More C++ projects: Go and the Buzzword Game
Continuing from yesterday's post about stuff I wrote in C++, here are some smaller things I've built since quitting That Place.
I find it important to mention that all of this happened after I walked out the door that day in May, since you give away your brain when you go to work there. These ideas happened after I left. Got that, lawyercats?
The first tool I'll cover tonight is "go". It's intended for use in an intranet situation where you have a bunch of clients who are all operating in a known network environment. That is, you know they are all going to be configured for the same domain name and/or recursive servers so that when they load up "http://go/foo", they'll resolve to a host entry you control.
Why would you want this? Easy! Imagine being able to have small URLs where you control the entire namespace. Instead of putting ridiculously long things like http://example.com/picnic2012/signup/form.html on posters or trying to tell people long URLs over the phone, just say "go/picnic".
Better still, the year after that, you just change the pointer and send people to the same short link again. Or you could have "picnic2012", "picnic2013", or whatever. It's up to you.
All of the state lives in MySQL, so these are simple little tools: they take HTTP arguments, talk to the database, possibly pull back some data, and emit either JSON for management or a 3xx HTTP redirect for actual production mode.
Actually using it requires a little magic on the intranet side, but that's all explained in the manager interface under "installation".
I first described it in an early post back in June that newer readers might have missed.
Next up is the buzzword game, aka "bwg". It's an online implementation of something I did on a whiteboard one Friday afternoon while watching a bread and circuses show at work. Basically, you watch the show with a bunch of other people in your building and you write down buzzwords ("we're still a startup", "social", "decider") in advance. Then, during the show, you mark them off as someone on stage says them.
It's a little like buzzword bingo (which, strangely enough, became well known when SGI operated in the same buildings), but there's no B-I-N-G-O row/column/diagonal thing going on. It's just a list, and you're all playing together rather than against each other. It's collaborative, not competitive.
This one works quite a bit differently. There's no point in persisting the game data for any period of time. It would also be a mess to keep it in a database, while it's simple to just keep a game in memory and flip bits when the terms are marked as "seen".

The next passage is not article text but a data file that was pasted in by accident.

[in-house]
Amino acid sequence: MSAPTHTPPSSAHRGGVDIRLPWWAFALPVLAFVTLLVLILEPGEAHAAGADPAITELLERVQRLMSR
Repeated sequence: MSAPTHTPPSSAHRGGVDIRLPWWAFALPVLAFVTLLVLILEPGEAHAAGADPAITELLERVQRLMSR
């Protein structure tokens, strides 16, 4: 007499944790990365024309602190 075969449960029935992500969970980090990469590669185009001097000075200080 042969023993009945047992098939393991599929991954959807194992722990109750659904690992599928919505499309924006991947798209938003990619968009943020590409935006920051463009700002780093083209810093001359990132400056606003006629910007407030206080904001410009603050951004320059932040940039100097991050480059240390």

It starts with the usual HTML/CSS/JS as with Go and Super Trunking Scanner, but what happens during those $.ajax() calls is rather different. All of the requests hit the same URL on my web server. That maps to a single handler which is just called "rpcpipe", and that's all it does: it takes the incoming POST and turns it into an RPC which is then delivered to the actual game server. The response (usually JSON) is then conveyed back to the requesting client.
The game server just sits there the whole time listening to a socket. When it gets RPCs from the authorized client (rpcpipe), it allows them to change its internal state: creating a game, adding a term to an existing game, or marking an existing term in an existing game. The fourth kind of request is to return the current game state.
Obviously, this is a really silly thing. I mostly wrote it to give myself an excuse to rig up an actual stateful server with RPC methods that aren't too different from what I did the last couple of years. Now that it exists, it becomes yet another set of modules which can be recycled for other projects.
In more generic terms, there are two parts: a frontend (rpcpipe) and the backend (the game server). My frontend speaks "web" stuff (HTML and HTTP via CGI) on one side and my hacked-up RPC scheme on the other. My backend speaks RPC and just keeps track of state.
A number of large web sites do exactly this: load balancers sending requests to frontends which then speak some magic protocol to backends. Those backends may then have storage nodes behind them. "bwg" doesn't because it's trivial and stupid, but if I wanted games to persist, then my server would log things somewhere.
January 12, 2012: This post has an update.